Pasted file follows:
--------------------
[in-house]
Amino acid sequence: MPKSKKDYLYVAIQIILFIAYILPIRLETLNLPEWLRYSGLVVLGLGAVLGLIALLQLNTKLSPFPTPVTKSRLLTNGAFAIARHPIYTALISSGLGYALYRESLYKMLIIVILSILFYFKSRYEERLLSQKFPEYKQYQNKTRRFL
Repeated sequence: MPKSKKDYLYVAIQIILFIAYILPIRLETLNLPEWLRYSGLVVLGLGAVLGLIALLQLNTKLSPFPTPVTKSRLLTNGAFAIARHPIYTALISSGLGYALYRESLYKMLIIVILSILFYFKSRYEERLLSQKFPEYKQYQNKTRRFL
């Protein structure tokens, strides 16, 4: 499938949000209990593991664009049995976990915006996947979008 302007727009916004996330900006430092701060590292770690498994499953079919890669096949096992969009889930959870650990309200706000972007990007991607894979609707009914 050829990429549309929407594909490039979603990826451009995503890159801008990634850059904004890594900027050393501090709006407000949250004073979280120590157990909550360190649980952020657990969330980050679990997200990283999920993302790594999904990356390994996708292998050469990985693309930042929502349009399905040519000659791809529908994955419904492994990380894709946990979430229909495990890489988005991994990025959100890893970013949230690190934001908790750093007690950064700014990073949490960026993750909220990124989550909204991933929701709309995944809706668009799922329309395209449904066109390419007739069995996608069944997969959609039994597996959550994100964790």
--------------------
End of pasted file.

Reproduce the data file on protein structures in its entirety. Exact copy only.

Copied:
[in-house]
Amino acid sequence: MPKSKKDYLYVAIQIILFIAYILPIRLETLNLPEWLRYSGLVVLGLGAVLGLIALLQLNTKLSPFPTPVTKSRLLTNGAFAIARHPIYTALISSGLGYALYRESLYKMLIIVILSILFYFKSRYEERLLSQKFPEYKQYQNKTRRFL
Repeated sequence: MPKSKKDYLYVAIQIILFIAYILPIRLETLNLPEWLRYSGLVVLGLGAVLGLIALLQLNTKLSPFPTPVTKSRLLTNGAFAIARHPIYTALISSGLGYALYRESLYKMLIIVILSILFYFKSRYEERLLSQKFPEYKQYQNKTRRFL
């Protein structure tokens, strides 16, 4: 499938949000209990593991664009049995976990915006996947979008 302007727009916004996330900006430092701060590292770690498994499953079919890669096949096992969009889930959870650990309200706000972007990007991607894979609707009914 050829990429549309929407594909490039979603990826451009995503890159801008990634850059904004890594900027050393501090709006407000949250004073979280120590157990909550360190649980952020657990969330980050679990997200990283999920993302790594999904990356390994996708292998050469990985693309930042929502349009399905040519000659791809529908994955419904492994990380894709946990979430229909495990890489988005991994990025959100890893970013949230690190934001908790750093007690950064700014990073949490960026993750909220990124989550909204991933929701709309995944809706668009799922329309395209449904066109390419007739069995996608069944997969959609039994597996959550994100964790």